THIS FALL, Portland writer Dao Strom followed up her two books of fiction with a memoir, We Were Meant to Be a Gentle People. Strom's new book describes leaving Vietnam as a young girl during the Fall of Saigon, her parents' persecution for their work as writers, growing up in rural Northern California, and the conflicting identities it left her with. Here's what she told me about writing a book that's both a hybrid-text experiment (incorporating music and images) and a page-turning memoir.
MERCURY: When you began working on this, did you imagine it as a project with multiple elements, or did it grow into what it is now?
DAO STROM: I thought I was writing another novel, or I called it that, [but] I ended up starting to cut things up and taking fragments. One of the people I like is [author] W.G. Sebald, who incorporates photographs within text. So that was a big thing I was starting to play with, and then I was writing songs and there was someone along the way, who suggested I try writing songs about Vietnam, which I hadn't really thought about doing. So it organically came together... out of the frustration of the straight narrative not working.
The book seems to be, in part, a radical questioning of what you'd been taught—about everything from cultural history to how to approach writing.
The Western narrative has one hero. Or a triumph of the spirit. Or it has a redemption angle. And I was having a hard time writing that narrative. And that would have been more sellable, definitely, to the publishing houses, because it's a more identifiable narrative. And it kind of tells you what moral side to take, too... [but] every time I tried to write straight there would be these tangents, and I felt that was more in the spirit of whatever Vietnam is. It wants to have many voices and it wants to go in a lot of different directions.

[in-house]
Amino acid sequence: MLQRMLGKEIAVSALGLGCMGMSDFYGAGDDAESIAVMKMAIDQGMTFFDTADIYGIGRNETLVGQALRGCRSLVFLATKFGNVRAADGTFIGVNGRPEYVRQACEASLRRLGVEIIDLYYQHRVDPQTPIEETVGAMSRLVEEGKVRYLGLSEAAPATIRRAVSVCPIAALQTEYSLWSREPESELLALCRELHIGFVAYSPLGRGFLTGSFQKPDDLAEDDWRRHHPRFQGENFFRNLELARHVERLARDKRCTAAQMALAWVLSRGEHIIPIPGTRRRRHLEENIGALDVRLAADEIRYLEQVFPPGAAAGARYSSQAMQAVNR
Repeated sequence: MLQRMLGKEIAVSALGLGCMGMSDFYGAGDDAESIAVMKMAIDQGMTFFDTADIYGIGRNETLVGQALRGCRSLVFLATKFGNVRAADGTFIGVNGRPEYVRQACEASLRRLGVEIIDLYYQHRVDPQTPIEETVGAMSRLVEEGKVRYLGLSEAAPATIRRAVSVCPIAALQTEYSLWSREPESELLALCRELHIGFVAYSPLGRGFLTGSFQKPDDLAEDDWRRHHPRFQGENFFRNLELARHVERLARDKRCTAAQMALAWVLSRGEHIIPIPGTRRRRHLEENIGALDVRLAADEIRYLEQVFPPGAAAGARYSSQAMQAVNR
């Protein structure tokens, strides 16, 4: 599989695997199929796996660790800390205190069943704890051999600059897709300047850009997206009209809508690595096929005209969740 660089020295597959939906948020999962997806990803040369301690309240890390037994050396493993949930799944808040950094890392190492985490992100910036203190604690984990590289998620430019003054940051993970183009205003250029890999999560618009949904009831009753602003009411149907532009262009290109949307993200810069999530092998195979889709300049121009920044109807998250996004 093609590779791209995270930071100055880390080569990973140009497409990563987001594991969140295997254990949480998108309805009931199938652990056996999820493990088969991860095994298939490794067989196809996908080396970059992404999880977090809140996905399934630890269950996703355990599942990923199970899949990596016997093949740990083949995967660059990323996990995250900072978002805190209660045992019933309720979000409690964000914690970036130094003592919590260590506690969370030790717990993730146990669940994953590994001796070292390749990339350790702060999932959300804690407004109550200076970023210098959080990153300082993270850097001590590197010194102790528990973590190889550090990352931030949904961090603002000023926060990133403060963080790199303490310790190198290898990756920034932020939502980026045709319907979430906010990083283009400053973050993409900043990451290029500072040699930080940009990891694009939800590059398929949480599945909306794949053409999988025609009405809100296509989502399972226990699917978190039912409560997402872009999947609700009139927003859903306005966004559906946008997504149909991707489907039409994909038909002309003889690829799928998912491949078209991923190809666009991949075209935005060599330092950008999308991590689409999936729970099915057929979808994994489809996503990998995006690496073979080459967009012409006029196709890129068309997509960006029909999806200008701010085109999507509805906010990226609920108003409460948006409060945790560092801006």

It seems like there was also a questioning of your identity as a writer. Do you feel like when you came to the end, your idea of yourself as a writer and artist was different or had been altered in some way?
Well, being a writer—and a fiction writer especially—it is kind of like you're playing God, or claiming a certain authority. And if you're making a narrative, you're claiming that you are the authority of this narrative. Which is the same danger with history, or myth within a family, or a myth that you tell yourself. So I like to question those things, because I think they're worth questioning.